Chong Kin-wo, the “Dumpling Queen” who started selling snacks at a Hong Kong ferry pier about 40 years ago and eventually built up the internationally famous food brand Wanchai Ferry, has died. She was 75.
“We are deeply saddened by confirming the news of Madam Chong, the founder of Wanchai Ferry passing,” the company said in a statement on Tuesday. “All related info will be announced soon.”
The businesswoman was believed to have been diabetic.
Born in 1943 in the port city of Qingdao, Shandong province, Chong, who at the time spoke neither Cantonese nor English, moved to Hong Kong in 1978 after separating from her husband.
To make ends meet she began selling Peking dumplings made to a family recipe at the Wan Chai ferry pier.
“My first time out pushing my cart to the Wan Chai ferry pier, that trip felt as long as the Great Wall,” she said in an interview in 2015.
“First, I didn’t know how to get there, so I stumbled along. Second, I felt all eyes were on me. And there seemed to be a voice in my head saying, ‘How did you ever lose your way to get to this point?’”
However, her delicious and high-quality dumplings quickly won the hearts of locals, and the Wanchai Ferry brand was born. Such was her popularity in the area that she became known as “Madam Chong”.
By the 1990s the company had become a major local supplier of dumplings to most supermarkets in the city, and her story was turned into a television drama.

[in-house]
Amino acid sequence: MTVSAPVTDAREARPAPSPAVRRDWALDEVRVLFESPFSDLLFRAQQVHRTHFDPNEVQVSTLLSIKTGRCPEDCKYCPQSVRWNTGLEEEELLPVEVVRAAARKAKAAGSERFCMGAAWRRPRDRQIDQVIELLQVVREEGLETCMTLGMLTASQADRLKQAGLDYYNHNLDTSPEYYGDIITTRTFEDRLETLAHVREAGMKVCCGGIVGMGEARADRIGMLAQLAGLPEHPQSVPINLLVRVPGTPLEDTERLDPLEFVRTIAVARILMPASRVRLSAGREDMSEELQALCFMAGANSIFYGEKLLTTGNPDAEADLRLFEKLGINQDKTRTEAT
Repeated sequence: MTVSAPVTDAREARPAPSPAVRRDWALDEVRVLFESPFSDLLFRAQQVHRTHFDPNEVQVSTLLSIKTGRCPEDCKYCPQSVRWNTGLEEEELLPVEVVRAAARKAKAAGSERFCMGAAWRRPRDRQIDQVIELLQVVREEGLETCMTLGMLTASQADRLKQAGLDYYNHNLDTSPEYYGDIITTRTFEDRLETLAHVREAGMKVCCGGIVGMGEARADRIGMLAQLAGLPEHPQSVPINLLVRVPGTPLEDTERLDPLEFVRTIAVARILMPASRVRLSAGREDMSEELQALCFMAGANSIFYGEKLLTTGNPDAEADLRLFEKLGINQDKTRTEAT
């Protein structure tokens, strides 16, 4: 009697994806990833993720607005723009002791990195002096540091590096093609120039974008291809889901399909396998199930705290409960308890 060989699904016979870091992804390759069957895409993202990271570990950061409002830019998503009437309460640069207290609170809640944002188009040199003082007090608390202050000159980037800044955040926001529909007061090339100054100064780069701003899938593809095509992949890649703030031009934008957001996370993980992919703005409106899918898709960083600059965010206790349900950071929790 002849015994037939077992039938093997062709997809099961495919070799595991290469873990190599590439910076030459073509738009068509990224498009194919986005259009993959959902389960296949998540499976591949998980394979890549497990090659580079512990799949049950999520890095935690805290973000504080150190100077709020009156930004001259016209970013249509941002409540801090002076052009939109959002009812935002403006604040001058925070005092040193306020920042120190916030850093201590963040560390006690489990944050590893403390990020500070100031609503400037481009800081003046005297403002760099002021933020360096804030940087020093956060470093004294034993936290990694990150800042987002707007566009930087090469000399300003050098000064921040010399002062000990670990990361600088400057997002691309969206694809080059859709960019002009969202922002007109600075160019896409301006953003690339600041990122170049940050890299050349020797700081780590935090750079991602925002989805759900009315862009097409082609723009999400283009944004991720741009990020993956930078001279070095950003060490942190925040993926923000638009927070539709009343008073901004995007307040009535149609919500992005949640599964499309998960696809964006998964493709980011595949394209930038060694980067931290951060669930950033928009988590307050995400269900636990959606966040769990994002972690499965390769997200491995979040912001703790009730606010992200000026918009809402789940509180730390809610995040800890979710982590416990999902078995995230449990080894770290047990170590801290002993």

In 1997 she partnered with the American food giant Pillsbury to help grow her business. With Pillsbury, and later General Mills after its billion-dollar acquisition of Pillsbury, Wanchai Ferry grew rapidly, and so did Chong’s reputation.
Hong Kong media dubbed her the “Dumpling Queen”.
Her company’s first plant in mainland China opened in Shanghai in 1998, and four years later Wanchai Ferry Dumplings had reportedly captured more than half of the frozen dumpling sales in southern China.
Simon Wong Ka-wo, chairman of Kampery Group in Hong Kong and also the chairman of the Chamber of Food and Beverage Industry of Hong Kong, remembered Chong as a diligent businesswoman.
“She was dedicated to setting a good food safety system in her operation, which won her company a good reputation,” he said.
Wong added that he last saw Chong about 10 months ago.
“In the past couple of years she had to use a wheelchair and was not as active,” he said.
Chong kept a low profile in recent years and the last time she made the news was in April 2018, when she officiated at a ceremony at Chinese University.
In appreciation of her support, the university named its multi-purpose hall at CW Chu College as Chong Kin Wo Hall.
Additional reporting by Danny Mok
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